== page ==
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Saving Private Power: The Hidden History of "The Good War"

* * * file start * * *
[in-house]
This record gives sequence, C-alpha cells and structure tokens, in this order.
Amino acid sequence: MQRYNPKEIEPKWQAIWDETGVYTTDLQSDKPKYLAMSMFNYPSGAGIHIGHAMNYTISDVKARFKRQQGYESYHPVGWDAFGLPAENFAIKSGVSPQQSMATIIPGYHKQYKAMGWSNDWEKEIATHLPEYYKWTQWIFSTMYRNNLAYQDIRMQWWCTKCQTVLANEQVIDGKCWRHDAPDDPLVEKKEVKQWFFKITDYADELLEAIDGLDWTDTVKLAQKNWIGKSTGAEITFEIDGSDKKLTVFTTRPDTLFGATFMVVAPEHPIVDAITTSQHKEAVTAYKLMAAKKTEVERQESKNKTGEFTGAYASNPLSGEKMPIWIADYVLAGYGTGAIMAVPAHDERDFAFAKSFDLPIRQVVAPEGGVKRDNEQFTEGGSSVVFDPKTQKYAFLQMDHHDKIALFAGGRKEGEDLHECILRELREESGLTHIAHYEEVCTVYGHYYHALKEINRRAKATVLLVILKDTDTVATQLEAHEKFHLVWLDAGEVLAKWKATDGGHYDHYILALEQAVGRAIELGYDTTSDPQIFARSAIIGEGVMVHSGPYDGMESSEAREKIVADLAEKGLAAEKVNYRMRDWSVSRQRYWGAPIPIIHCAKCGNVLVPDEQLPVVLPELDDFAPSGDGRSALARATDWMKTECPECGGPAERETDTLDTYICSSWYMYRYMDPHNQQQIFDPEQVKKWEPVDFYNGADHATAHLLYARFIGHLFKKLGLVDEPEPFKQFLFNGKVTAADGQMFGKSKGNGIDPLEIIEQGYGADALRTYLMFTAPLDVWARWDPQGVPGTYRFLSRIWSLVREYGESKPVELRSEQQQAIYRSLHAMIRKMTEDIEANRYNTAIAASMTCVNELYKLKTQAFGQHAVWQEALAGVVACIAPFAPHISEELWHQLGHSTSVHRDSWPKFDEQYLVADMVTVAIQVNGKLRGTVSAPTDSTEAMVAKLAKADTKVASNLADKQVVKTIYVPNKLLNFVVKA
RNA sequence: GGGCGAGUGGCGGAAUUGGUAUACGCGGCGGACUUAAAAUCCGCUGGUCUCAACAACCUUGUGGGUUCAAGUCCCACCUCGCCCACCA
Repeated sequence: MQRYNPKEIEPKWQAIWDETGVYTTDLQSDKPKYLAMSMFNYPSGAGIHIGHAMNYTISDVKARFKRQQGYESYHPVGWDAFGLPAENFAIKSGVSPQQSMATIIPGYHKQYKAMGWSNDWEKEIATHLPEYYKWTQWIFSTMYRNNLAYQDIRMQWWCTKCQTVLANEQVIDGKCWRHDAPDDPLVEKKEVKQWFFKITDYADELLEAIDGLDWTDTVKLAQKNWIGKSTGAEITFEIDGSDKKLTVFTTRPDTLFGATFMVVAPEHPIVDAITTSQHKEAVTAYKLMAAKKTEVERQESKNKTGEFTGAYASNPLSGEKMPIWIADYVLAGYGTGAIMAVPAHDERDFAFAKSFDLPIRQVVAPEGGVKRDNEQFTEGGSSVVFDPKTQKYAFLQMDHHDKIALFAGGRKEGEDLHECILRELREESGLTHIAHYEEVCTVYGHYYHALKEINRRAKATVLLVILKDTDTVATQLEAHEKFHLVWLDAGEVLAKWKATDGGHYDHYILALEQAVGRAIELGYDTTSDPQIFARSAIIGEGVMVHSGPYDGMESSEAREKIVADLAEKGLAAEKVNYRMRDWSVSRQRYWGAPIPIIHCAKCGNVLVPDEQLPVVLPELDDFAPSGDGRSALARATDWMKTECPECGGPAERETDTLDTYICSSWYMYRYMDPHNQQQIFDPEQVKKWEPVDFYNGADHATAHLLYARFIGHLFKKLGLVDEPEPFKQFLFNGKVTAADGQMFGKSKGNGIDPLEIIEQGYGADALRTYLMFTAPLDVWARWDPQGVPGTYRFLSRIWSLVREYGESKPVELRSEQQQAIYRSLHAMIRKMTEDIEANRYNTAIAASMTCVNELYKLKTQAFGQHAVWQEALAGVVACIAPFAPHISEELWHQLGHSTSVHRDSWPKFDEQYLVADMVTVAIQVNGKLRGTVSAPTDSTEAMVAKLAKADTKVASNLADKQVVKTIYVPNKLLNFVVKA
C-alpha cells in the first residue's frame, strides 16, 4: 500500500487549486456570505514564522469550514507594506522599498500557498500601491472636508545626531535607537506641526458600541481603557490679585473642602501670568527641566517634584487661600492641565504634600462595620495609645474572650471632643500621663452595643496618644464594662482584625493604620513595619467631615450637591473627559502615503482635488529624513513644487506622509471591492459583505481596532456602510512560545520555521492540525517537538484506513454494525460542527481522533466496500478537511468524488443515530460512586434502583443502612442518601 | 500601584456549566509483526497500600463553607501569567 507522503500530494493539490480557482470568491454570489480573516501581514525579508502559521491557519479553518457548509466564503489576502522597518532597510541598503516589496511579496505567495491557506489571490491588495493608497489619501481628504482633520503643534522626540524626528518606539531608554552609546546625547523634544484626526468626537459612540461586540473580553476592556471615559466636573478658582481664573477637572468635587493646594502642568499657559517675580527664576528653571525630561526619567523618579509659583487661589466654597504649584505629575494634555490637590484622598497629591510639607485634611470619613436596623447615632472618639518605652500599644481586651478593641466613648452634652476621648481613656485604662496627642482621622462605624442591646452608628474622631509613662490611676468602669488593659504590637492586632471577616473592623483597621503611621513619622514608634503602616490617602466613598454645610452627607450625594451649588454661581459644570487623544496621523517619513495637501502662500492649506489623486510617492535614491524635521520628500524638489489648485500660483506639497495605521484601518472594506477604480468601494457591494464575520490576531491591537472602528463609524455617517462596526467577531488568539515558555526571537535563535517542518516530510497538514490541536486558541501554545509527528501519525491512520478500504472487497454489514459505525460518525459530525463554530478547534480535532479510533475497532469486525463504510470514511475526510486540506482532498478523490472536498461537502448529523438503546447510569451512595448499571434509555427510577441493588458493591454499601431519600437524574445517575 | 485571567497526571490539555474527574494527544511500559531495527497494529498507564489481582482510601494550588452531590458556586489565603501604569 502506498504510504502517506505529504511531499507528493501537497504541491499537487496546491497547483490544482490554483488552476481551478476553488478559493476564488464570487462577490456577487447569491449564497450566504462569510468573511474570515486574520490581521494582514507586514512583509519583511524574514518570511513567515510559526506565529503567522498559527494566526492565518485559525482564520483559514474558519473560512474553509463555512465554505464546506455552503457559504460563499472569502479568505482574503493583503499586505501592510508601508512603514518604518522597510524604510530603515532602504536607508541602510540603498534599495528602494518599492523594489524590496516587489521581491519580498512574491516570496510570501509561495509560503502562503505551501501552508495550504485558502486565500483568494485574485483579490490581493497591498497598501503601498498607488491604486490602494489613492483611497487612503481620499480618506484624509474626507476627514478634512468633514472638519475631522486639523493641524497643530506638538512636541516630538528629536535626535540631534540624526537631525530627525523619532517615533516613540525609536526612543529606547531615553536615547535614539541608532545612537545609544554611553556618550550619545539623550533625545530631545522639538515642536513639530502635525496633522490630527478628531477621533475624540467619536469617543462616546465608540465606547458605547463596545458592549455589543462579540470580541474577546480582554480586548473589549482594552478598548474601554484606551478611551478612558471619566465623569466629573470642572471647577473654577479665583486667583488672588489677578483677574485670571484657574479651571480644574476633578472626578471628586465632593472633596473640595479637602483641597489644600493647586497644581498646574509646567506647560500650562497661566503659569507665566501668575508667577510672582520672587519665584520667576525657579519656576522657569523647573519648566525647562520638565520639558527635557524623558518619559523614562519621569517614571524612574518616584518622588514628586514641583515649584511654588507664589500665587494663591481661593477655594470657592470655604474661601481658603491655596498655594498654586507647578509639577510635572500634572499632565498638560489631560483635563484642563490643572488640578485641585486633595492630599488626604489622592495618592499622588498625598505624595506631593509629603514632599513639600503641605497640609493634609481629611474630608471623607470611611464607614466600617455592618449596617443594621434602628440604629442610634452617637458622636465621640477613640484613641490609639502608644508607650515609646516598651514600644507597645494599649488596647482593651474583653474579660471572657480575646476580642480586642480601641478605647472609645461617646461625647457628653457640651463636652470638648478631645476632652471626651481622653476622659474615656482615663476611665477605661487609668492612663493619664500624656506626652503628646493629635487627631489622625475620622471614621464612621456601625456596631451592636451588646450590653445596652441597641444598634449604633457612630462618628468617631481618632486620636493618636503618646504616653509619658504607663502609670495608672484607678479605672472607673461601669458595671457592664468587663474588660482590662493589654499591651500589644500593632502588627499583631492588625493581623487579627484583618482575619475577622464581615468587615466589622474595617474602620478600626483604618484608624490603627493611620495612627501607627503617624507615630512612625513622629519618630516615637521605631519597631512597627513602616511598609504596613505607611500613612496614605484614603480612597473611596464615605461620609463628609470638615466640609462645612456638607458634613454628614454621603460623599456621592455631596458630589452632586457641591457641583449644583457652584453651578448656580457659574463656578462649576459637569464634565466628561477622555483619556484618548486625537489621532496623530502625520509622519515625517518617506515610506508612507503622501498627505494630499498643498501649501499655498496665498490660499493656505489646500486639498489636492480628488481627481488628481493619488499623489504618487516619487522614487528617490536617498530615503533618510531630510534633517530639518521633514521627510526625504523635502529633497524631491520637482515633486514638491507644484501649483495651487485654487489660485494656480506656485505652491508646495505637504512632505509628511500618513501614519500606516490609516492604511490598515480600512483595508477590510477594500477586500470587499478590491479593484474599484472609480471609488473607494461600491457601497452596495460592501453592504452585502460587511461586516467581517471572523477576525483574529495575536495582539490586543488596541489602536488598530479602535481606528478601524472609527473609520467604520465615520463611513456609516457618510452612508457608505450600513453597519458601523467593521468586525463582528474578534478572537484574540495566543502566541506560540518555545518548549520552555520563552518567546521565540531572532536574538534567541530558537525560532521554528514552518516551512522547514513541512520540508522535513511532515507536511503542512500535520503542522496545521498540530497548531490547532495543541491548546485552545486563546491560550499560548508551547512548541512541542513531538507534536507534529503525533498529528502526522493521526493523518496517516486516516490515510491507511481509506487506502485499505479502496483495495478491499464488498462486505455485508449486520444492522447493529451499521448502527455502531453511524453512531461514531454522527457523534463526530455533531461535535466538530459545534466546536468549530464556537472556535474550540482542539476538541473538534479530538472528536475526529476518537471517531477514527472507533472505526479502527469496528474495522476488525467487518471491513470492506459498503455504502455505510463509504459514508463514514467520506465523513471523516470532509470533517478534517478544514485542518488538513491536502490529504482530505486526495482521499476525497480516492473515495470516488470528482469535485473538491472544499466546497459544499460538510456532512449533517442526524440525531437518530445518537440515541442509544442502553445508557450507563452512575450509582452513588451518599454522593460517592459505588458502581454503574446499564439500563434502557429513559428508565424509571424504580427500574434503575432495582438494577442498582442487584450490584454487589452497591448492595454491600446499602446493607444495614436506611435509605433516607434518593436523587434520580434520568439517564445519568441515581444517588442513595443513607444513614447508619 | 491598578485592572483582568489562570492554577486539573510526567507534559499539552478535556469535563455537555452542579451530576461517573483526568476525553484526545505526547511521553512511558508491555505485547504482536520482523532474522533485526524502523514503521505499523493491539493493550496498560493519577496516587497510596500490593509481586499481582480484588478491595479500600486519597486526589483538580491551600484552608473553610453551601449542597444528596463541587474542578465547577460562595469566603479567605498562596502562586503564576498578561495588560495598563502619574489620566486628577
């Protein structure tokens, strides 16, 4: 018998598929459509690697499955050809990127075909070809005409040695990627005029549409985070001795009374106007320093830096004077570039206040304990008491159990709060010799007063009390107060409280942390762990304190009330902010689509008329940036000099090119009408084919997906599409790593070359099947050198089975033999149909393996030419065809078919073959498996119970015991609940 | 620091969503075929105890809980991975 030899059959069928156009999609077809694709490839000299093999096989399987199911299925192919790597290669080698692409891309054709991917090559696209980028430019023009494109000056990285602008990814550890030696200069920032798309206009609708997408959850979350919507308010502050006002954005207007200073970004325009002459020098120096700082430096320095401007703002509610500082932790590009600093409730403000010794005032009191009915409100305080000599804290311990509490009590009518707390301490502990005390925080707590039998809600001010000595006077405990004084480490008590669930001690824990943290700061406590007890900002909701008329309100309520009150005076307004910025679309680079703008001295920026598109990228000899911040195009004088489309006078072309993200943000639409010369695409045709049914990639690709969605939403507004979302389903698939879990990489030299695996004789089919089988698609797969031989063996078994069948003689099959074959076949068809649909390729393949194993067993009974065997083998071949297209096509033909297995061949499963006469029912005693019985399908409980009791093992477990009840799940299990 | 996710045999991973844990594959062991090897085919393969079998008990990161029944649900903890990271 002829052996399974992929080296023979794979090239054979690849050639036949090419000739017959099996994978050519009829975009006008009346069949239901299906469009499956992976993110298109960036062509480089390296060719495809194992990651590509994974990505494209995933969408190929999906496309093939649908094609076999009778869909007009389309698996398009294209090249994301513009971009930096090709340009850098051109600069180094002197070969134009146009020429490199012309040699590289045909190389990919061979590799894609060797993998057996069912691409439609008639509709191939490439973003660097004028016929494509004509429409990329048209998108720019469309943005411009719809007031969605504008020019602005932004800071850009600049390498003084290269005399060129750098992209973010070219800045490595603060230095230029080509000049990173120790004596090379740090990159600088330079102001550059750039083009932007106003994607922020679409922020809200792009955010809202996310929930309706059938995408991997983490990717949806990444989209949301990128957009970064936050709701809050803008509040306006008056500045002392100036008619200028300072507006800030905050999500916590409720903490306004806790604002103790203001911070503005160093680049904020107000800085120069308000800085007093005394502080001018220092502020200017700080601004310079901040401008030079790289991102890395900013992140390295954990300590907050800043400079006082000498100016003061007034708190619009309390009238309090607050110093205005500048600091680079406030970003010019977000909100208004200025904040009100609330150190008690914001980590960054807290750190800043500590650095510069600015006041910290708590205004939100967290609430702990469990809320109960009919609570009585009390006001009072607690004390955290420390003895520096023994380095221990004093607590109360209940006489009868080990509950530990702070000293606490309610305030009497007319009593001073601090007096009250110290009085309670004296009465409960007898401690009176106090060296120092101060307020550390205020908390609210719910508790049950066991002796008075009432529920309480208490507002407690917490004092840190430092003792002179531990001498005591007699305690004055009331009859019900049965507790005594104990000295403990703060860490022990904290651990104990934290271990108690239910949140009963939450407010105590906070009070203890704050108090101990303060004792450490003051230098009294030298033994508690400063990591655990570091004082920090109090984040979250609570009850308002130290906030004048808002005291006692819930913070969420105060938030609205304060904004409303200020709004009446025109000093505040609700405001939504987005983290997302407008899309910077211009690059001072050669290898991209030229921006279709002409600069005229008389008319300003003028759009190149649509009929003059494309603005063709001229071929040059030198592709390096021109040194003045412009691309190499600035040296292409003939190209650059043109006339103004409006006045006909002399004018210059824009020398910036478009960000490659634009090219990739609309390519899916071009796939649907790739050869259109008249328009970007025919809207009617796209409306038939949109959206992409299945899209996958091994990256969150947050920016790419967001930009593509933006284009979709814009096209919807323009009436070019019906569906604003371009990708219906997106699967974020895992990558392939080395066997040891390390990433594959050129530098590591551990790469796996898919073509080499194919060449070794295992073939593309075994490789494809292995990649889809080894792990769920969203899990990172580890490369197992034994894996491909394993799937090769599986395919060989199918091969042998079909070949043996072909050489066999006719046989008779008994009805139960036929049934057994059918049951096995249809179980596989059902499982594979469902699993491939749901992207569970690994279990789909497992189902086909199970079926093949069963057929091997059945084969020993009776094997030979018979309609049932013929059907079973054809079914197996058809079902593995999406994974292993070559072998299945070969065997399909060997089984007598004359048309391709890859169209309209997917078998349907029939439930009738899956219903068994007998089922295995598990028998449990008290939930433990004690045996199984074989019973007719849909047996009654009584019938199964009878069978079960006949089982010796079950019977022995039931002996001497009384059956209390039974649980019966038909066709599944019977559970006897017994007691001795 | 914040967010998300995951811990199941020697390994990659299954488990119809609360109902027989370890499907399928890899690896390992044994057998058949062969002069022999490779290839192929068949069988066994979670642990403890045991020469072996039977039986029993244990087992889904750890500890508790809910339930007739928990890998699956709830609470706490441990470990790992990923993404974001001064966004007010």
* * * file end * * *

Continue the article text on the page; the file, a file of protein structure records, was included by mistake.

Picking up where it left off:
Saving Private Power questions the ultra-patriotic assumptions we have been taught since birth. The U.S. did not enter WWII to end the Holocaust, to make the world a safer place, or to stop fascism. The opposite is true. The U.S. business class traded with Hitler and Mussolini up to and even during the war. Henry Ford and Charles Lindbergh's public Hitlerphilia were symbolic of big business's admiration for Hitler's anticommunism. Using techniques gleaned from modern advertising, the U.S. Office of War Information injected anti-Japanese bloodlust and hysteria into the population. When the U.S. killed 672,000 Japanese through indiscriminate bombing, even Secretary of War Henry Stimson wondered why "there has never been a protest over...such extraordinarily heavy loss of life. There is something wrong with a country where no one questions that". Tom Hanks and Steven Spielberg's Saving Private Ryan and Tom Brokaw's The Greatest Generation are cashing in on the revived interest in World War II. But time's up for the trafficers of cheap nostalgia. The media elite have sold us the myth about the U.S.'s noble role in the "Good War" for too long and the facade is beginning to crack. The recent release of John Cornwell's Hitler's Pope is only the beginning. Saving Private Power digs deeper, to find the truth about the this war and the world it left in its wake. Hide synopsis

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